persons desiring hardware, tools, house
furnishings, etc., at tho assignee's sale, Mon
day. May 4. at 1523 Seventh street, by Latimer
&Slpun. This stock is all nearly now. In flno
condition, and should command the attention
of builders and tho trade generally.
40-inch wide Serges, in Tan, Light Gray,
Old Rose, and Heliotrope, a splendid seller at
02Jc. Special price, 50c.
38-inch wide Cream Dress Flannel, worth
60e. . Special price, 45c.
54-inch wido Broadcloth, in all shades,
never sold less than 85c. Special price, 09c.
38-inch Wool Plaids, in light shades, were
50c. Special price, 40d.
Special offerings in Towels and Table Linens
for this week:
02-inch Fine Soft Finish Satin Damask,
"bleached." Good value at 85c. Special
price. 05c. per yard.
02-inch Heavy Soft Finish German Damask,
"half bleached." Good value at 87c. Special
price, 09c. yard.
A Handsome Large Size Bleached Knotted
Fringe Towel. Regular price, 35c. Special
A Largo Size All-Linen Unbleached Towel.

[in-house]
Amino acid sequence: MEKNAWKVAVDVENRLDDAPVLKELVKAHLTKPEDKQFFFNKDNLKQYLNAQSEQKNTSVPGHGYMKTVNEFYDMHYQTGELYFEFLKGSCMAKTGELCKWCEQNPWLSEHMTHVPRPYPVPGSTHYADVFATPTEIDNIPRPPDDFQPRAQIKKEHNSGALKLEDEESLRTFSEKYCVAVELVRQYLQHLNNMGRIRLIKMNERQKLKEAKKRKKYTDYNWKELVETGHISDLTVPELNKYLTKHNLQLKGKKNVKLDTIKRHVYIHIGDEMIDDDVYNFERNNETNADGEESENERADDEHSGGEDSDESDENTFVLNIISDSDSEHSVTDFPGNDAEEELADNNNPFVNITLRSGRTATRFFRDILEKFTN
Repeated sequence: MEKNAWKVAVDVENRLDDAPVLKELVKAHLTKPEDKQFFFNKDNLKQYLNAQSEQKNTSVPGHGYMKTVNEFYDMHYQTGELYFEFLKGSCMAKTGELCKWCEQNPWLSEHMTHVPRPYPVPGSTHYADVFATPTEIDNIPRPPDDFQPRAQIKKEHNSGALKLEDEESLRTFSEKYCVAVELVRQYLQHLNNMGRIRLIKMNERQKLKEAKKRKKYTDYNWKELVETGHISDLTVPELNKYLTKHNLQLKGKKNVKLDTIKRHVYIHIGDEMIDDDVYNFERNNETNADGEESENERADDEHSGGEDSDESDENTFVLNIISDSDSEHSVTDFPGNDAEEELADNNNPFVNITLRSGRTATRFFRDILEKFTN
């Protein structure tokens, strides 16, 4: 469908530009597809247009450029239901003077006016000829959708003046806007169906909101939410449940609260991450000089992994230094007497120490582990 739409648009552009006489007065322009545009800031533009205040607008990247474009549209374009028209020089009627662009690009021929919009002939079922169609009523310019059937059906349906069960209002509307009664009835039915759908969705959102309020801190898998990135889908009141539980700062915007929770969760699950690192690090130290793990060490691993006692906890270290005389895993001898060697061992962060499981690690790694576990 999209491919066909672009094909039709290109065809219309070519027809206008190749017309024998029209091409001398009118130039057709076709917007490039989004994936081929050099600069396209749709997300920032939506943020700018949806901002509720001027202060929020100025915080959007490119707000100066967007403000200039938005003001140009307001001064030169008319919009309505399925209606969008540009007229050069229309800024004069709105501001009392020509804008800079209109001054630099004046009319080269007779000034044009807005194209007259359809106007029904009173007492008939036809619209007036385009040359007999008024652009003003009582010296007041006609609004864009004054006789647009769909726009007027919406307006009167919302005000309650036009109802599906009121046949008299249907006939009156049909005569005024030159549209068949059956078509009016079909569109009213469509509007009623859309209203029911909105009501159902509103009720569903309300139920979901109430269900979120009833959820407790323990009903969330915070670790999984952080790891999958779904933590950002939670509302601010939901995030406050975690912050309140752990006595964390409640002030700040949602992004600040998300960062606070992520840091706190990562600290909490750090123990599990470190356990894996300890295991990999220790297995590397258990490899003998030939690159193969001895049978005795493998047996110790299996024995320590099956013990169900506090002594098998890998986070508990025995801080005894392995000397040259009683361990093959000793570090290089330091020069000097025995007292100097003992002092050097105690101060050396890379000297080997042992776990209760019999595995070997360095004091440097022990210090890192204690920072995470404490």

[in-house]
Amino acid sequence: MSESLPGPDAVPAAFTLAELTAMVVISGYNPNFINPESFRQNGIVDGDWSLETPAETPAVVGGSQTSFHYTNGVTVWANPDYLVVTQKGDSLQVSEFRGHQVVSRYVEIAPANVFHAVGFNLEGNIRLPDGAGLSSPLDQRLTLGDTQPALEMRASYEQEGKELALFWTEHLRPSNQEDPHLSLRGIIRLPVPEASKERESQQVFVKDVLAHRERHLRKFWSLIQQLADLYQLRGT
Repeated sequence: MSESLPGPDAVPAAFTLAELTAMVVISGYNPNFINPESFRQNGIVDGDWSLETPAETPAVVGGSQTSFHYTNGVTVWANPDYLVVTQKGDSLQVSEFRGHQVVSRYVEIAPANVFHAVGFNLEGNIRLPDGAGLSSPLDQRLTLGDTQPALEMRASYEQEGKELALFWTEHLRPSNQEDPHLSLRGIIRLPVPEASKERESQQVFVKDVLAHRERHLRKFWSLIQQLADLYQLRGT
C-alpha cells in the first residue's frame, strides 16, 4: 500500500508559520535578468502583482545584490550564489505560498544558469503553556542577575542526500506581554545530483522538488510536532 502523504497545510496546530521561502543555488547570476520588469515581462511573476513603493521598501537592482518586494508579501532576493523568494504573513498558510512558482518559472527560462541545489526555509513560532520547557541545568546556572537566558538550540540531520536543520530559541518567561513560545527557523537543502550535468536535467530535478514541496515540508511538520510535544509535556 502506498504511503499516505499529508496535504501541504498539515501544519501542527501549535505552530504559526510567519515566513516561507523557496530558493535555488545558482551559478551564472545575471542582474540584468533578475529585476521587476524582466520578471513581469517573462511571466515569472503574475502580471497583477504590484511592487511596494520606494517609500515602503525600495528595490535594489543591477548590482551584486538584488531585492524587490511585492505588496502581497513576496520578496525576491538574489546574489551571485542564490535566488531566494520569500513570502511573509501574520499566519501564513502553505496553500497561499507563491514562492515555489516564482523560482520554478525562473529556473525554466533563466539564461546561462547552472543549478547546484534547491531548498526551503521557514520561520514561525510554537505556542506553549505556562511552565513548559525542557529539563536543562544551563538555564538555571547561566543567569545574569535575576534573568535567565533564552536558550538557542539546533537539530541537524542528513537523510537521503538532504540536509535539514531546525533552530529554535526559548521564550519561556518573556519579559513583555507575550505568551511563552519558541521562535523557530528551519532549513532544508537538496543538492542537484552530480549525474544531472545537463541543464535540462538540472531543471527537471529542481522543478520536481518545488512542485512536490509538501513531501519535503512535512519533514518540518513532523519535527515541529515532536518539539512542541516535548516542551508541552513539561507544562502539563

Regular price, 25c. Special price, 19"c.
A Good All-Linen Towel at 12Jc.
Anew line of Dress Plaids at 12Jc. peryard.
Solid Black Plaid Muslin, only 12Jc. yard.
Imitation China Silks, in Black and White,
only 18c. per yard.
A full line of Apron Checks, at 7, 8, and 9c.
If you wjsh to make a man so angry that
ho will nover renew bis friendship with you
soil him a shirt that does not fit him, ana on
tho other hand if you wish to mako a lifelong
frlond of him please him In tho flt of a shirt
and you will succeed. This is tho reason
why Koep's shirts havo so many friends thoy
always give perfect satisfaction in flt and
durability. Tho superior quality is always
maintained, oven at a greater cost to tho man
ufacturer; nono but tho best muslins and
finest Irish linens aro used in theso shirts. Mr.
Oliver P. Burdette, tbe woll-known dealer